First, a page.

Dockerty History, Family Crest & Coats of Arms
- Origins Available:
The original Gaelic versions of today's Irish names demonstrate a proud, ancient past. The original Gaelic form of the name Dockerty is O Dochartaigh, from the word "dochartach," which means hurtful or obstructive and in this case, it would be termed as a nickname.
Early Origins of the Dockerty family
The surname Dockerty was first found in at Inishowen, in the barony of Raphoe, in County Donegal, where they were a large and influential sept, and were kin to the O'Donnells.
They were one of the principal Irish clans to resist the Norman invasion of 1170 and were known as the Lords of Innishowen directly descended from the distinguished Irish General King Niall of the Nine Hostages, who was descended from the Heremon line of Irish Kings.
The MacDevitts, who exist in large numbers in Inishowen, are descended from David O'Doherty, a chief of Cinel Conaill who was killed in 1208. Some members of the MacDevitt branch migrated to the territory of Oriel, now counties Louth, Monaghan, and south Down. There the "D" was aspirated creating the early Anglicization MacCaveat, and then the variation MacKevitt.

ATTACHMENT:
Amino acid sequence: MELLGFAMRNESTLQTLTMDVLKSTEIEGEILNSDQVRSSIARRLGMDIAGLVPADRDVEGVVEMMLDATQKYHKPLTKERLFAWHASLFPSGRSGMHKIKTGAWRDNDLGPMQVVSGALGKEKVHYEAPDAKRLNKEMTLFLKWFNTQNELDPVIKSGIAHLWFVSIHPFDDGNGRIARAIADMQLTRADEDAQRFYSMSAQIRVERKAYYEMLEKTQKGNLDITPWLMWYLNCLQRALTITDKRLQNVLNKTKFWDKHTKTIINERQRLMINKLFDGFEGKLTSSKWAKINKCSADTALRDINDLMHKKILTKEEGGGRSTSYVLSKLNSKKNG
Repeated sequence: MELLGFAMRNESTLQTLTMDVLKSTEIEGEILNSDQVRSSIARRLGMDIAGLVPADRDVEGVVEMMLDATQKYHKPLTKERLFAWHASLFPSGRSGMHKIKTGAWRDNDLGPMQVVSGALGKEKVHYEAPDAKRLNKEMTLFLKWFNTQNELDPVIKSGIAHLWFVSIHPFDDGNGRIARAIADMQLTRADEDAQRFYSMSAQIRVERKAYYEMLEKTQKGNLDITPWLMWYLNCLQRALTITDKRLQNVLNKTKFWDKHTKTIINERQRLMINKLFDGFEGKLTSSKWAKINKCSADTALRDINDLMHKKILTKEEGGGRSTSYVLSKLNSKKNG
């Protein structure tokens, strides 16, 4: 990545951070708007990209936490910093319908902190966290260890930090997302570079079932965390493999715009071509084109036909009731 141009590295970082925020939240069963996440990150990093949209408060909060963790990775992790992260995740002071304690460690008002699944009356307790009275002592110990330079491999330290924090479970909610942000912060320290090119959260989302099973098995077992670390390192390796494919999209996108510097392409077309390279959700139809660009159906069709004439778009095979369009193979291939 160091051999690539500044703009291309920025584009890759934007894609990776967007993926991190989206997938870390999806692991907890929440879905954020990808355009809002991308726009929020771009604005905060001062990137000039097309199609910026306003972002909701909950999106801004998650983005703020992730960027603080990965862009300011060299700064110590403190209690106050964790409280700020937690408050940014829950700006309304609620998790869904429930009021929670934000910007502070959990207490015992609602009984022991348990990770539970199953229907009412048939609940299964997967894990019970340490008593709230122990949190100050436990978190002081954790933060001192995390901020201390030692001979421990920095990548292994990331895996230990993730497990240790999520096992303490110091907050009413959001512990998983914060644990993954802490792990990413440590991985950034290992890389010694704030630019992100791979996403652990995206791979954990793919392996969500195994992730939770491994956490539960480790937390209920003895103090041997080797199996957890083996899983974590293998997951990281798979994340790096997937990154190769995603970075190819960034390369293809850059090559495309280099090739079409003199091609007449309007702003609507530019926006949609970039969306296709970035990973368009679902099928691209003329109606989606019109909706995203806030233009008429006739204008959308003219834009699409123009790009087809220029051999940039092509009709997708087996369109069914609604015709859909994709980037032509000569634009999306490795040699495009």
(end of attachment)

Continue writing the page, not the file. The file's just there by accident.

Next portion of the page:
Expanding their territory, they came to rule the peninsula of Inishowen in the 14th century. However, the poorly-timed and disastrous rebellion against the English crown led by Sir Cahir O'Dougherty in 1608, drastically reduced the power of the once powerful sept.
"The O'Doghertys were a powerful Sept in County Donegal, and were located in Inishowen Barony, of which O'Dogherty was Lord. The Doghertys or Dohertys are numerously represented there at the present time." 
Early History of the Dockerty family
This web page shows only a small excerpt of our Dockerty research. Another 61 words (4 lines of text) covering the years 1783, 1587, 1608, 1608, 1677 and 1755 are included under the topic Early Dockerty History in all our PDF Extended History products and printed products wherever possible.
Dockerty Spelling Variations
Irish names were rarely spelled consistently in the Middle Ages. Spelling variations of the name Dockerty dating from that time include Dockeray, Dockerty, Dockharty, Dogherty, Dougharty, Dougherty, Doherty, Doherety, Dohertey, Docherty, Docharty, MacDevitt and many more.
Early Notables of the Dockerty family (pre 1700)
Notable among the family name at this time was Sir Cahir O'Dougherty (1587-1608), leader of the rebellion in 1608, the last Gaelic Lord of Inishowen. Angered by the confiscation of his lands for the Plantation of Ulster, he sacked and burned the town of Derry and killed the Governor, Sir George Paulet. He had quarreled with Paulet for some time and some claim that Paulet had assaulted him. The real reason for the...
Another 72 words (5 lines of text) are included under the topic Early Dockerty Notables in all our PDF Extended History products and printed products wherever possible.
| Dockerty migration to the United States ||+|